The Tigers then lost Saqibul Hasan in unfortunate circumstances as he narrowly failed to recover his ground as the non-striker after Botha had deflected a drive on to the stumps to leave them 48-3. Bangladesh now needed Ashraful and Tamin Iqbal to build a big partnership. Both players duly unveiled some fine shots, with one textbook cover drive from Ashraful, the ball after he had pulled Botha for six, sending the knowledgeable Kensington Oval crowd into raptures. But Tamin got over-excited and yorked himself for 29 when facing Trent Johnston and Ashraful soon pulled the same bowler straight down the throat of Dave Langford-Smith at deep square-leg, after scoring 35 off 36 balls, to leave them 102-5.

The writing was on the wall, and although captain Habibul Bashar was given a massive let-off when Langford-Smith dropped him in a near carbon-copy of the Ashraful dismissal, Ireland kept the pressure on. The Tigers edged their way to 131 but then lost three wickets for seven runs in just 18 deliveries. Abdur Razzak provided some late resistance before he was cleaned up by off-spinner Kyle McCallan and Ireland captain Johnston wrapped things up when he bowled opposite number Bashar for 32.

Report by Ian Callender for the Daily Mail on April 16th 2007.

Ireland are officially in with the big boys. A glorious 74-run victory against Bangladesh, their second success at the World Cup finals, was enough to give them full ODI status and guaranteed series against the full member countries for as long as they want. It could also earn them seventh place in the Super 8's and an extra $50,000 but the money was not on the minds of the Ireland players as they achieved their most significant ever victory.

Fittingly it was captain fantastic Trent Johnston who took the final wicket to seal the triumph and the Kensington Oval turned into a sea of green. Every one of the team was a hero as William Porterfield and Jeremy Bray finally came good on the same day, leaving behind their embarrassing run of single figure partnerships in the Caribbean, to give Kevin O'Brien and Johnston the opportunity to ram home their side's advantage.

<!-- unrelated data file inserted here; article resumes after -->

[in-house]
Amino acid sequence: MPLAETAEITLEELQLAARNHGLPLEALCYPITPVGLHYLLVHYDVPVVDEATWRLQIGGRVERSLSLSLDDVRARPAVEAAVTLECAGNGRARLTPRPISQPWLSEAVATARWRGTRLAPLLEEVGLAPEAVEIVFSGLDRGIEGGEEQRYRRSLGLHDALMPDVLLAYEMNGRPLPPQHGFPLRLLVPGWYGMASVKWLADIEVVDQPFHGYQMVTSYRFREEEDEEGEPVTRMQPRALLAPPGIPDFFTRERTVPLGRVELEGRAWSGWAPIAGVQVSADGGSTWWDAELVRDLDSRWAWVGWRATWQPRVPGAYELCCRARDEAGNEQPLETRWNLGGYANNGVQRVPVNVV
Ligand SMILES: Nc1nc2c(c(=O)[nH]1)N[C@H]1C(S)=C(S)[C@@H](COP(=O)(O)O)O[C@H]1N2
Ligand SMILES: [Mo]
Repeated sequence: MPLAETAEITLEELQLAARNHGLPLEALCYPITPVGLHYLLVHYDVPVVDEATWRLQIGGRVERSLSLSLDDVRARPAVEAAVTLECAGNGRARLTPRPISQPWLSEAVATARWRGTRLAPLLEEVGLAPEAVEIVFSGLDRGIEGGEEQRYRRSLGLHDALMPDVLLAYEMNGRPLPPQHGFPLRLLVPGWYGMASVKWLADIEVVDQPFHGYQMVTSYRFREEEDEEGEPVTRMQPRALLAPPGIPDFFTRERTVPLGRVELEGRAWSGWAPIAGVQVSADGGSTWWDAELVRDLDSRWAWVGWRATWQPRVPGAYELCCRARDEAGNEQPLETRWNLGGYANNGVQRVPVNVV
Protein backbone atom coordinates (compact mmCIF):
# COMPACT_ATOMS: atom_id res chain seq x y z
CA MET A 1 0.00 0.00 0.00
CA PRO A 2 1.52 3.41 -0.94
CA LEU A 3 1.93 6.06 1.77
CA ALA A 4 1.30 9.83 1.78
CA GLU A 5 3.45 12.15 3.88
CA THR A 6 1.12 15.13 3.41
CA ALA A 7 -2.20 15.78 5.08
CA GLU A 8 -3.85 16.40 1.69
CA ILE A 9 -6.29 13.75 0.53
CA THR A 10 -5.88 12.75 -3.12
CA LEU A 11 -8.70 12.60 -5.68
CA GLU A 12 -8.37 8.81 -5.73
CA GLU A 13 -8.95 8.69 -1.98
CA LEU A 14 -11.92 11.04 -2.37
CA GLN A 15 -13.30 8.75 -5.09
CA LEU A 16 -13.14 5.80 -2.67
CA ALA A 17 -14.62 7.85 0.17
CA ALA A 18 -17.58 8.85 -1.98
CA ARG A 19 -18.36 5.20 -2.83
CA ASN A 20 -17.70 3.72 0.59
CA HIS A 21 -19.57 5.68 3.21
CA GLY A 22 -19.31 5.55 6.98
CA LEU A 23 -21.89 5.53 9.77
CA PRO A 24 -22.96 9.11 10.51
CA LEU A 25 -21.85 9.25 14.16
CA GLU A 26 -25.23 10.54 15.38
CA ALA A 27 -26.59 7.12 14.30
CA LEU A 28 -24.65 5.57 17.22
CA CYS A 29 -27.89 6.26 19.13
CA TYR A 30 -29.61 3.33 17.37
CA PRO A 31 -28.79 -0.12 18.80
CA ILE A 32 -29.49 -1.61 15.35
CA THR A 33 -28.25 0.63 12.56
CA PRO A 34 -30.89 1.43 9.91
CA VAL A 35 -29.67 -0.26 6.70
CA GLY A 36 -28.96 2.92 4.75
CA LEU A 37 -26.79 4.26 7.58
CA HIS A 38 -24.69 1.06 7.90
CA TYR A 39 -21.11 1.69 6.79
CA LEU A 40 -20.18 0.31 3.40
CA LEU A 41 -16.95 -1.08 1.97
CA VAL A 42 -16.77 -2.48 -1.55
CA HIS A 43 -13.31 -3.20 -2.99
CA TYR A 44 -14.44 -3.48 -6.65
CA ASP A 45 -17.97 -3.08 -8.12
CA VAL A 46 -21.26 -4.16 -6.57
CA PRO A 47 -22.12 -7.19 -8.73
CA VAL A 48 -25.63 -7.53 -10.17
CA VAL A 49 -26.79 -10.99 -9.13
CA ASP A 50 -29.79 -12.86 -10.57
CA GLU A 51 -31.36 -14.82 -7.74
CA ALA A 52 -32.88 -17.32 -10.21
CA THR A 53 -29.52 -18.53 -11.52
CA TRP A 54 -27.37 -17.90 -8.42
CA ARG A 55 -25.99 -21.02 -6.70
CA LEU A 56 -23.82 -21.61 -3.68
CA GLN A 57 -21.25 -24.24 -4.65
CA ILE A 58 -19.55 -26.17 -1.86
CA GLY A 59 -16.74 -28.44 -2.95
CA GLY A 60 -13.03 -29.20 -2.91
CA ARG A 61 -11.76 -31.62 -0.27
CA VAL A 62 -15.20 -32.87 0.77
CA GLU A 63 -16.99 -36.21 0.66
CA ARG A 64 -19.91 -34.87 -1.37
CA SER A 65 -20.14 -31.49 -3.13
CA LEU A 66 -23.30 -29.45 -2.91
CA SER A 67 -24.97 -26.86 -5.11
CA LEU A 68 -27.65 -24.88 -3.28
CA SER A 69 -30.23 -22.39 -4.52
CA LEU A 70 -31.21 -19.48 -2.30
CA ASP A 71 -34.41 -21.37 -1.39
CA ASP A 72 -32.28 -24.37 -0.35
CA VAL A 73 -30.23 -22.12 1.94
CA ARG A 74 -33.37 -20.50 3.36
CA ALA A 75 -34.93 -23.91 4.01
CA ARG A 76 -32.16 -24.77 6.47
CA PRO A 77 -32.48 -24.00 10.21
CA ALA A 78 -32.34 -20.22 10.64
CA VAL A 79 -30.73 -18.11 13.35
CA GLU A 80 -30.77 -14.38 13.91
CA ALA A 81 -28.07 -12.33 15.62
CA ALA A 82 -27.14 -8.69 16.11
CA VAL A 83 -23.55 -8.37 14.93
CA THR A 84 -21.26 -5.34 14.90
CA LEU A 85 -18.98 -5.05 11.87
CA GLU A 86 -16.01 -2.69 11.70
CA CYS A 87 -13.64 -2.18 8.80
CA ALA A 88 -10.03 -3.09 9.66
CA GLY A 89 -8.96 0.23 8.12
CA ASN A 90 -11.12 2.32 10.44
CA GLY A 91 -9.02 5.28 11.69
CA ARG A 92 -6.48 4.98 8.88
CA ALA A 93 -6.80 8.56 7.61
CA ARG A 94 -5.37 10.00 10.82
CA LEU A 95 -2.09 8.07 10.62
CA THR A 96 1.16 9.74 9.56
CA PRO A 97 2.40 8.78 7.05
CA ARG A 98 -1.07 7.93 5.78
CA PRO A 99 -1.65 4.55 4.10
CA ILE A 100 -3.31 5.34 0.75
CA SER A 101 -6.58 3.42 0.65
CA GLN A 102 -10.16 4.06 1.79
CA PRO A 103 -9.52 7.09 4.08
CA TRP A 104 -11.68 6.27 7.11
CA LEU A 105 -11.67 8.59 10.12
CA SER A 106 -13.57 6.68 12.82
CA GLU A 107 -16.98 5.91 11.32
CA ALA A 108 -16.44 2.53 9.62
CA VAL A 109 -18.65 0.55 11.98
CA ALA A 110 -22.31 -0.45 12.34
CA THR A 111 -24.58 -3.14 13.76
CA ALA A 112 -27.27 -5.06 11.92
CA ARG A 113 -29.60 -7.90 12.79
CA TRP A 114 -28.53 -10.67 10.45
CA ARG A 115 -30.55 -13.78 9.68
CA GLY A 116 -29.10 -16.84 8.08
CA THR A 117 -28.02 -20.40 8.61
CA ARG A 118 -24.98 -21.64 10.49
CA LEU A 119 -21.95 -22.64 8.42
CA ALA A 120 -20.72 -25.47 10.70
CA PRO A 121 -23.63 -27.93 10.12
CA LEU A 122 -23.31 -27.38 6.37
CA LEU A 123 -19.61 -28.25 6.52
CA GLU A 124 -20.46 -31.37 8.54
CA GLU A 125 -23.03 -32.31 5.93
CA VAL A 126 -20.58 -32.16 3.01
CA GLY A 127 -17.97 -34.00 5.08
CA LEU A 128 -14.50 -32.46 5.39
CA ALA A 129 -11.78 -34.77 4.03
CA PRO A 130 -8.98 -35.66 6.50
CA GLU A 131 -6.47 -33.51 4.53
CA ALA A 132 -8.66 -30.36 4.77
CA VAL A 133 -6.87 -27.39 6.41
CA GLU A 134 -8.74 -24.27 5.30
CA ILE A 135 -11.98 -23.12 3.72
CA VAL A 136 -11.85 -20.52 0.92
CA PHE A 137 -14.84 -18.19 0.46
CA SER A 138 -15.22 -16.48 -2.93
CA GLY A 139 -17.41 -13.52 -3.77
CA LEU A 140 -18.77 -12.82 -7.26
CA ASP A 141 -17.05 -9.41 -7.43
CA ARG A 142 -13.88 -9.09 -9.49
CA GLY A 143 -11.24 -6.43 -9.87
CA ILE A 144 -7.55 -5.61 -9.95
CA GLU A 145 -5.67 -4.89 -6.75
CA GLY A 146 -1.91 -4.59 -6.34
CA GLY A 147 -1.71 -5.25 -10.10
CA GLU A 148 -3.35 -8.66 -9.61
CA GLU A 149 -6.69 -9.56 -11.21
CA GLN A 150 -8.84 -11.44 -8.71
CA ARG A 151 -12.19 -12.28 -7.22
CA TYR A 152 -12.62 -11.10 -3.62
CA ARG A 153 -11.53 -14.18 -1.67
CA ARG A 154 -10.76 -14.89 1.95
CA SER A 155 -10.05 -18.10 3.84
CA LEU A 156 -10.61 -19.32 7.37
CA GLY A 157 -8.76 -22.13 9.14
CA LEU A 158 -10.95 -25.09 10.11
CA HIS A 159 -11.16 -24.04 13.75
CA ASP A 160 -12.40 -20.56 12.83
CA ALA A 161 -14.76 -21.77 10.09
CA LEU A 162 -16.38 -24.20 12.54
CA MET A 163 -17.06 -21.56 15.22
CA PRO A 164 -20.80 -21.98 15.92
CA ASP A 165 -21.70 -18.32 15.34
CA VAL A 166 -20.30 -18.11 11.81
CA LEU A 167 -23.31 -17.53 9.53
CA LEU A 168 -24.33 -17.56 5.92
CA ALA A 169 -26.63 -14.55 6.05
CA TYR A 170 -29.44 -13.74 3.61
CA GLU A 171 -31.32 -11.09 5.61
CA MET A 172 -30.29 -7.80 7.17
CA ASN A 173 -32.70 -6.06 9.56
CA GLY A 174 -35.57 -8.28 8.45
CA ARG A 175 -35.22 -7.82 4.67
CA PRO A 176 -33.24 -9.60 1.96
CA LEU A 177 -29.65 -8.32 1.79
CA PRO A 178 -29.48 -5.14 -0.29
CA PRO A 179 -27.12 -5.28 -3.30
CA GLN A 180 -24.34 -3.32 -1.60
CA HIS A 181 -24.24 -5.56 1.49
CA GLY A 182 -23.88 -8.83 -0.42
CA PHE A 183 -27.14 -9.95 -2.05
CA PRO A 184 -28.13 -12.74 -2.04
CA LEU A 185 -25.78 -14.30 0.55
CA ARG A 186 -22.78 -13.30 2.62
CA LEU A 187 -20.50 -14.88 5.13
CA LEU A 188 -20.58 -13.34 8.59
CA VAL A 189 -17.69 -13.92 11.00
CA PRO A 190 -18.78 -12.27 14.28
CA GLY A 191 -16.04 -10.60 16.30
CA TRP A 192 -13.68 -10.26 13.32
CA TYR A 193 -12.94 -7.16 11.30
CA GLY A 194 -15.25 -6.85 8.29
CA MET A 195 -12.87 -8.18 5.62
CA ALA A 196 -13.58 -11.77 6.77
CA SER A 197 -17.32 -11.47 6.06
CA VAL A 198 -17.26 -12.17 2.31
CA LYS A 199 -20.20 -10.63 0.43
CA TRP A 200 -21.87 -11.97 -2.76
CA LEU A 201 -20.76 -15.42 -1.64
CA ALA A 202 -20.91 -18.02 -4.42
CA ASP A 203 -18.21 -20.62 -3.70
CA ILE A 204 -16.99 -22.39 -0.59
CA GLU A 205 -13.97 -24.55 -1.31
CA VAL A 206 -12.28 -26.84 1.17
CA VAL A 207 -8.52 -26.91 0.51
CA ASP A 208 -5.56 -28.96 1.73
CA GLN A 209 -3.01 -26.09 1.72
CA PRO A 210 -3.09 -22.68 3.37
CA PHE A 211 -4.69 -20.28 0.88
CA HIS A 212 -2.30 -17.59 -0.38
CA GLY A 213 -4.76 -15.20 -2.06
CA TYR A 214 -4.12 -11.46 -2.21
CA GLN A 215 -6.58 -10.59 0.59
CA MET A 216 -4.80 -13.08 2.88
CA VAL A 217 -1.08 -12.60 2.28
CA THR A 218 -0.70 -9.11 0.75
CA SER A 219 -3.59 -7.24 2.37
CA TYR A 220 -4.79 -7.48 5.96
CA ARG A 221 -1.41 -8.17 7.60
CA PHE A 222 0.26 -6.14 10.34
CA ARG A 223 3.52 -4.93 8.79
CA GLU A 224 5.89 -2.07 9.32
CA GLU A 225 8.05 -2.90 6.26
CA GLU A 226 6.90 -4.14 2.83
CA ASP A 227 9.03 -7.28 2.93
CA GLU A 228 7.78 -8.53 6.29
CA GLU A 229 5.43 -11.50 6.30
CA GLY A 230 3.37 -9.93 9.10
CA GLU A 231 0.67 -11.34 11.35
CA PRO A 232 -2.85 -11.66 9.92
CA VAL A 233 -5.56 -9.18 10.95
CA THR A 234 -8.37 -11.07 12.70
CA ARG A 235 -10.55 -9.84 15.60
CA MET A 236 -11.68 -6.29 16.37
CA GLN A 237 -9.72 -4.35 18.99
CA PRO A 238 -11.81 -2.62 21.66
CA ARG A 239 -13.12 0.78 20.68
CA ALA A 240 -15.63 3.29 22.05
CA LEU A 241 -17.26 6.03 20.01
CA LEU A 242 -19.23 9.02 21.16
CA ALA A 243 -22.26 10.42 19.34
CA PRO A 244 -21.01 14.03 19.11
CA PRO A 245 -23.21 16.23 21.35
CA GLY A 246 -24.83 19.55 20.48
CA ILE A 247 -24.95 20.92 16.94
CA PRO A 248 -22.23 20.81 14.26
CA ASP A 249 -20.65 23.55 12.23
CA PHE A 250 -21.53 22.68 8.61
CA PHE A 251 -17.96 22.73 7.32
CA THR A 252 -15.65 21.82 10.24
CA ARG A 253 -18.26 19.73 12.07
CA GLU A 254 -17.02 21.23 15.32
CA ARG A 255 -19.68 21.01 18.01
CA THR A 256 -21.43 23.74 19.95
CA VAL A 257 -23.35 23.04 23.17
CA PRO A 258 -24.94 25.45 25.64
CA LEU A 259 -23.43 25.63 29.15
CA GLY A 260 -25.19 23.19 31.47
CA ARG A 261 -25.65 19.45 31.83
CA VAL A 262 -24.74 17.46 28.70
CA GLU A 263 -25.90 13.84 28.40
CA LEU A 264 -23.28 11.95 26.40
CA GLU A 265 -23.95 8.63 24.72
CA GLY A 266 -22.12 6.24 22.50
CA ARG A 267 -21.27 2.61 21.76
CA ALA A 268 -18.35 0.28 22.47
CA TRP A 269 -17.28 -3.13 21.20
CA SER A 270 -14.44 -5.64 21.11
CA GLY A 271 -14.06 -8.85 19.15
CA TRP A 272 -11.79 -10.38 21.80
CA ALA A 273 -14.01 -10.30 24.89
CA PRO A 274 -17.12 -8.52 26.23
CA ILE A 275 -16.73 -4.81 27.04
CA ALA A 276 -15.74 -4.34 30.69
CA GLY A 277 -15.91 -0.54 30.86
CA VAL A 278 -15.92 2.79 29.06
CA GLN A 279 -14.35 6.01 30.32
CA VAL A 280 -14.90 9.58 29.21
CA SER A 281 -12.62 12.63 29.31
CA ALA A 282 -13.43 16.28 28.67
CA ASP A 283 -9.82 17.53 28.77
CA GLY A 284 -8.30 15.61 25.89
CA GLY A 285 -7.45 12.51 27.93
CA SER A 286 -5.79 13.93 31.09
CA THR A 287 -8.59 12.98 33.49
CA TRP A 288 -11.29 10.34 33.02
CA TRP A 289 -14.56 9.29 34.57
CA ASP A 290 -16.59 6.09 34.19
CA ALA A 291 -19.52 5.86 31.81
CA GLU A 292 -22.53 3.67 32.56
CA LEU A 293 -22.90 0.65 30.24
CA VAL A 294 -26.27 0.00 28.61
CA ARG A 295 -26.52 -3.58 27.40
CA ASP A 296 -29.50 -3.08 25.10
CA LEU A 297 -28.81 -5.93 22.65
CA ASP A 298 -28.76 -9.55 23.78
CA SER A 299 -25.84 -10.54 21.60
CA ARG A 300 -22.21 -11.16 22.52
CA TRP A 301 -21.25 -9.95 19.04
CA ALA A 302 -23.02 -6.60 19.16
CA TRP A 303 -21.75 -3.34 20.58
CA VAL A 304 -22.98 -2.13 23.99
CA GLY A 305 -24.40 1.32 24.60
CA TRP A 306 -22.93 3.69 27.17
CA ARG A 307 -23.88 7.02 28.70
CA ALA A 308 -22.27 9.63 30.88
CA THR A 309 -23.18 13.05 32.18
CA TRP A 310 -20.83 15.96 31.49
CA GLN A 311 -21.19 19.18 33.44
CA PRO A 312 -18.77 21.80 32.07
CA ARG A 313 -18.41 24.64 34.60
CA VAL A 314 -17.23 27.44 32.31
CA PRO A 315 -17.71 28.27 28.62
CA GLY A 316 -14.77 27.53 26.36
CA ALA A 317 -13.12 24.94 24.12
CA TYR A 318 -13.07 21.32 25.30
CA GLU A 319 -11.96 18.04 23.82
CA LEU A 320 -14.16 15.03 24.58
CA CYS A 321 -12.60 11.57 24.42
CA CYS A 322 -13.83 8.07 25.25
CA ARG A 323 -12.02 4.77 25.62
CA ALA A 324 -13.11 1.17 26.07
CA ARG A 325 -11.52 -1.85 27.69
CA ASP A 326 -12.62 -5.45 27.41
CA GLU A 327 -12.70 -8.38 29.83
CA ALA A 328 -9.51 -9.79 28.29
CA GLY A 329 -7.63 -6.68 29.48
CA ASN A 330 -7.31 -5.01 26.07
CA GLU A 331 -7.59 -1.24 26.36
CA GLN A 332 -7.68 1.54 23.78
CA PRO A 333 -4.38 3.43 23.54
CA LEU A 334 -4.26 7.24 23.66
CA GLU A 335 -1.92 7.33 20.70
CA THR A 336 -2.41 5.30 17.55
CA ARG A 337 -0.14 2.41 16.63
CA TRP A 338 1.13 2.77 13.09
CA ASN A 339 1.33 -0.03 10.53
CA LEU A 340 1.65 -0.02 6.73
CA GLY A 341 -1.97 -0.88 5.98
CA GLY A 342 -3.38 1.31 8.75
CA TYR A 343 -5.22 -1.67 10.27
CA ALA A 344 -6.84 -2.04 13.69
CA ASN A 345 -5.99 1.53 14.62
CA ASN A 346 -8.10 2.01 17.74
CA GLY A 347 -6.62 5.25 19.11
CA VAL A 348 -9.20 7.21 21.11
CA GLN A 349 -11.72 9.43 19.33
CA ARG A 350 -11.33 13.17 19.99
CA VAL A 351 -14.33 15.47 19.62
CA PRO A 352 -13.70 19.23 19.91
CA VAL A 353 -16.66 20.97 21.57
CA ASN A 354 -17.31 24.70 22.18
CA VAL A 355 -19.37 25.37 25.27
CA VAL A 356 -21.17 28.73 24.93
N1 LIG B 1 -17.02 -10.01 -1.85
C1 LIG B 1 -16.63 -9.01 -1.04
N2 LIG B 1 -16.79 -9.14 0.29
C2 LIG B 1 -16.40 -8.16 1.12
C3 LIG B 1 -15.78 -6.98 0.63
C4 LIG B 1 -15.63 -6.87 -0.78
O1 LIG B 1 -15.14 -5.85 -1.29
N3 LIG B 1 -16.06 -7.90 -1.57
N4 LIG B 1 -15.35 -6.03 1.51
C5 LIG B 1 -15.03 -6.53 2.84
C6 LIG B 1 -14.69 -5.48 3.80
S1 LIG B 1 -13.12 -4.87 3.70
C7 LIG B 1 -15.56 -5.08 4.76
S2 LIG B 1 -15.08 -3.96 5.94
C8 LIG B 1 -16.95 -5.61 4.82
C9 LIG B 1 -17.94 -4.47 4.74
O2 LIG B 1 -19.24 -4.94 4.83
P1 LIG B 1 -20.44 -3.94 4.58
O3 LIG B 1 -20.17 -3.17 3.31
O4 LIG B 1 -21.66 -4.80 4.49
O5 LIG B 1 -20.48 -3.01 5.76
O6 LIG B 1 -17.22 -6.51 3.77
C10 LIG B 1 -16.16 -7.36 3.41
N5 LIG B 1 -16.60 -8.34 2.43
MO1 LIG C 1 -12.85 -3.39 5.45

Ireland scored 98 in the last 12 overs to post 243-7, their highest total in the World Cup, and the bowlers responded superbly. Boyd Rankin got his usual early wicket, while Andre Botha, back in the team after missing the last two games, and Johnston followed up with one apiece and the Ireland game plan worked to perfection. Kyle McCallan squeezed the runs and David Langford-Smith, who had to endure the horror of dropping Bangladesh captain Habibul Bashar, came back to take two wickets and reduce Bangladesh 138-8. That was the cue for Ireland's Call to be trumpeted out from the Greenwich and Haynes stand and every other seating area at the World Cup final venue also rocked to the chanting, singing and cheering delirious euphoria of the Irish fans who had travelled to Barbados to witness a unique moment. And it wasn't just Ireland supporters. It may not have been India against Pakistan, as the World Cup organisers had planned today, but the atmosphere was every bit as good as any number of thousands from the sub-continent could have generated because the gates were thrown open, 90 minutes after play began, and a crowd approaching 20,000 watched the action.

The majority may not have seen the start of Ireland's innings but they were there in force at the end as Kevin O'Brien and Trent Johnston plundered 78 runs from 67 balls, the Irish finishing in the style of a top-class one-day side. They were able to do it because of the 92 run partnership for the first wicket, Ireland's highest opening stand in their 16 ODIs. Neither Porterfield or Bray had enjoyed any sort of form before this game, the former had looked out of his depth against the Test bowling attacks and Bray had scored just two runs in his last four games.